That’s it for today. I’m in Tampa with my little guy to watch UCONN take on mighty Notre Dame tonight in the Final Four. It’s going to be a tough one for sure. We don’t seem to fair well against the Fighting Irish on Fridays during Lent.

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Lyft a Bust??? Stocks Soar & Roar

Last week, we ended with the hottest and most anticipated IPO in a very long time. It was one that caused me to dust off my HOT IPO Roadmap and tell you to run for the hills. Lyft came public to all the glory and hoopla of a Ringling Brother circus. And certainly not to my surprise, it fell flat on its face after running above $88. Last I checked, it was sub $70. The pundits were chastising Uber for waiting to be number two. Who’s laughing now? I am sure Uber is learning a valuable lesson!

Regarding the stock market, the bull remain long and strong. However, it seems like a whole new group of bears have just started to notice that an epic rally has been taking place since Christmas. I saw some of the loud and proud bearish pundits who have been pounding the table all year that stocks absolutely had to revisit the Christmas lows and probably break them. These guys were singing the market’s praises as if they had been positive all year. One clown says he used to be a broker before he started blogging and became a pundit. Last time I heard him comment, he was invoking the Logan Act regarding Trump. I don’t know how pundits stay so wrong for so long and then flip a switch, revise history and claim victory. I actually do know. It’s because there’s no accountability.

Anyway, I can spend all day laughing at pundits who refuse to ever admit defeat and just revise history. It’s like those “floor traders” we see on TV who don’t really do anything but walk around the floor socializing and waiting for someone to ask their opinion. Most trading is done electronically. They don’t manage money. They aren’t fiduciaries and frankly, they’re just around for show and entertainment.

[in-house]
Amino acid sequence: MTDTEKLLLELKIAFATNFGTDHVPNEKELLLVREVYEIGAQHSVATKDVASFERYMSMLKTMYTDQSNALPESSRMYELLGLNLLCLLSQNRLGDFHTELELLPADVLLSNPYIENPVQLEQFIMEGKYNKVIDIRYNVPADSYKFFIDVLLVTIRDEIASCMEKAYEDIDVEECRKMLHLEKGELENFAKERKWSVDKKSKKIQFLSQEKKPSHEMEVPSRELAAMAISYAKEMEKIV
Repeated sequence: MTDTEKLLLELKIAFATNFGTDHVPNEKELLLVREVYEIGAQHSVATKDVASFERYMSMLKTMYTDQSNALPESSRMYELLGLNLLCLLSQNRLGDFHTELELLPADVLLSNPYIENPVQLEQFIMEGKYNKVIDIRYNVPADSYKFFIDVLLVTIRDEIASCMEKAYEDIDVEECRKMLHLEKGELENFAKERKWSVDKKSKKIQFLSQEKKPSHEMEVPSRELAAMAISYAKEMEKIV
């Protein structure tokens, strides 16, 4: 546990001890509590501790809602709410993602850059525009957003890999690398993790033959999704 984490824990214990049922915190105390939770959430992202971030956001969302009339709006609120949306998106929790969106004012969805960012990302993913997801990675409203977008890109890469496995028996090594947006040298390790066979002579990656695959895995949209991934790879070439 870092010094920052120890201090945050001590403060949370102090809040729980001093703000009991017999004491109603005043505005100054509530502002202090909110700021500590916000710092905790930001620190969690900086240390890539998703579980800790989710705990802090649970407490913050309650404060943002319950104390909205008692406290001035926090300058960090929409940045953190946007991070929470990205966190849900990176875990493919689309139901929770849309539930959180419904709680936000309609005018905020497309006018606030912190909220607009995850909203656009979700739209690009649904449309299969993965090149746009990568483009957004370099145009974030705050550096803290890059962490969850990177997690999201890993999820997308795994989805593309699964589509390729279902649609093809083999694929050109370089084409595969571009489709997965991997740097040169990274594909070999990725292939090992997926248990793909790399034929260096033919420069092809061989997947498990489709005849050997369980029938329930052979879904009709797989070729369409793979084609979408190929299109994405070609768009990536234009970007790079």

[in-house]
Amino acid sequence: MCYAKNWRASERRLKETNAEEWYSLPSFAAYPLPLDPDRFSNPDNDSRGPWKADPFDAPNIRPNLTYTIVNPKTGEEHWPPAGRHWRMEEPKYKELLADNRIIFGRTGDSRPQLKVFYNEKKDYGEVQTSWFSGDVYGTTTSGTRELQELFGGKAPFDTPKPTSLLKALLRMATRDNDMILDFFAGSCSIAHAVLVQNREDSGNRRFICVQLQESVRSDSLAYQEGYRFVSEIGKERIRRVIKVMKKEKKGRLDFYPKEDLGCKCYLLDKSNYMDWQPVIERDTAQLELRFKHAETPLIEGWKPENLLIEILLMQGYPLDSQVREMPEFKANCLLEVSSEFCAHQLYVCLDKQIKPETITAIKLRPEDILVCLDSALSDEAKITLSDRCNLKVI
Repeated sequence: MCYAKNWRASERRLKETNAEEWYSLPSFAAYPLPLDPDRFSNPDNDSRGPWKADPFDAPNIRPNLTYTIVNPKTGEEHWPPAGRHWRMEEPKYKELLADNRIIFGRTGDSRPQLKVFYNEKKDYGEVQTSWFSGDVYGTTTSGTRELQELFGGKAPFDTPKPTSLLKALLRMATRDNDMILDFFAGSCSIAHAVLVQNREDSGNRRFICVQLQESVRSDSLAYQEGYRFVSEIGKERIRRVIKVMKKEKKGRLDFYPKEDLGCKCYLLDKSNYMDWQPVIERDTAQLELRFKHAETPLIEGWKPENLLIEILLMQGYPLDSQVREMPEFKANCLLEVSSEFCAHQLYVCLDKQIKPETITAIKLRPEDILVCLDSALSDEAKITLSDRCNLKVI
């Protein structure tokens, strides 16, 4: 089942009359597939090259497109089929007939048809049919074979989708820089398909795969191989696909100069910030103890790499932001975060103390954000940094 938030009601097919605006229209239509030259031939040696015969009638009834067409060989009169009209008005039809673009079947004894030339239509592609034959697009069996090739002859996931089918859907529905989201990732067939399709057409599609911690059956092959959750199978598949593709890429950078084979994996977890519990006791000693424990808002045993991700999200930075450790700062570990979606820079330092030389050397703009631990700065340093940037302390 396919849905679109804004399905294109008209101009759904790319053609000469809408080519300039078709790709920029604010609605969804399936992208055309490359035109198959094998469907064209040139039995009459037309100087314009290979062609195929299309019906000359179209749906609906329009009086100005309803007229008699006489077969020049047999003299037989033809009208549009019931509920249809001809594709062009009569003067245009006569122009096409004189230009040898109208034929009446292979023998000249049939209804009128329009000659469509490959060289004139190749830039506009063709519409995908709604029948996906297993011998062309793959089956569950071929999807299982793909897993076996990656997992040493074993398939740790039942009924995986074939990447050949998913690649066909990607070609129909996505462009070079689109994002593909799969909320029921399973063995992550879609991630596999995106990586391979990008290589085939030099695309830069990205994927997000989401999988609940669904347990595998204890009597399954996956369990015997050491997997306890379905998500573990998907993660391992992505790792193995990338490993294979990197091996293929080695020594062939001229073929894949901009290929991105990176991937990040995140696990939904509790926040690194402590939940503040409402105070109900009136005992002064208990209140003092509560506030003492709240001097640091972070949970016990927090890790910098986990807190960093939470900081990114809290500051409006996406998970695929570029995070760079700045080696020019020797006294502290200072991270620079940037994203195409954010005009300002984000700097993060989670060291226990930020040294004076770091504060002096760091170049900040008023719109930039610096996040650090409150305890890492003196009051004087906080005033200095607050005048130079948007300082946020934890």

Geez, I sound salty and ornery today like my buddy Sam Jones. I’m really not. And I had a great weekend in Albany and Vermont watching basketball, skiing and catching the Mount Snow Spring Brewer’s Festival.

As most of you know, I have no problem admitting I am wrong because it happens pretty much every day as I am reminded at home. “Dad, you’re so wrong”. “Babe, you don’t know what you’re talking about.” While I absolutely can’t stand Duke, I thought there was no way they could lose before the Final Four. Wrong. I thought my UCONN women would have a very tough time on Sunday against Louisville. Wrong. For a few weeks in early January I thought stocks would see a secondary decline into March. Wrong. 30 years in business, I am still learning each and every day. Make a trading error? Fix it ASAP. Don’t wait and hope it goes my way. Cut your losses and take my lumps early and move on. Markets are usually right. Markets also don’t care what price I bought or sold anything at.

Moving on…

Stocks roared out of the gate to begin Q2 as Chinese economic data was unexpectedly robust. The S&P 500 broke out to new highs for 2019 and the highest level since October 10 as you can see below. The NASDAQ 100 looks very similar and equally as strong. Before I continue beating my chest about all-time highs, I want to add that Monday was somewhat emotional for the bulls. As such, I would not be surprised to see some pause to refresh or even a little pullback over the coming week or two. It wouldn’t be one that I would take much action on, but I would be aware. Ultimately, as I have said every week all year, stocks will resolve higher and buying any and all weakness remains the strategy until proven otherwise.

The Dow Industrials are lagging as you can see below, but no longer by a huge margin. The Boeing news has settled down and I expect the Dow to kick it up a notch as Emeril would say. The S&P 400 and Russell 2000 are the two lagging indices that need to step it up sooner than later. If the bears want to point to something concerning, there it is.

All in all, stocks continue to soar ahead as I spelled out in my 2019 Fearless Forecast. All-time highs are coming. Have patience. There will some trading ranges and pullbacks and frustrations along the way. The economy is decelerating but I don’t think recession is here just yet.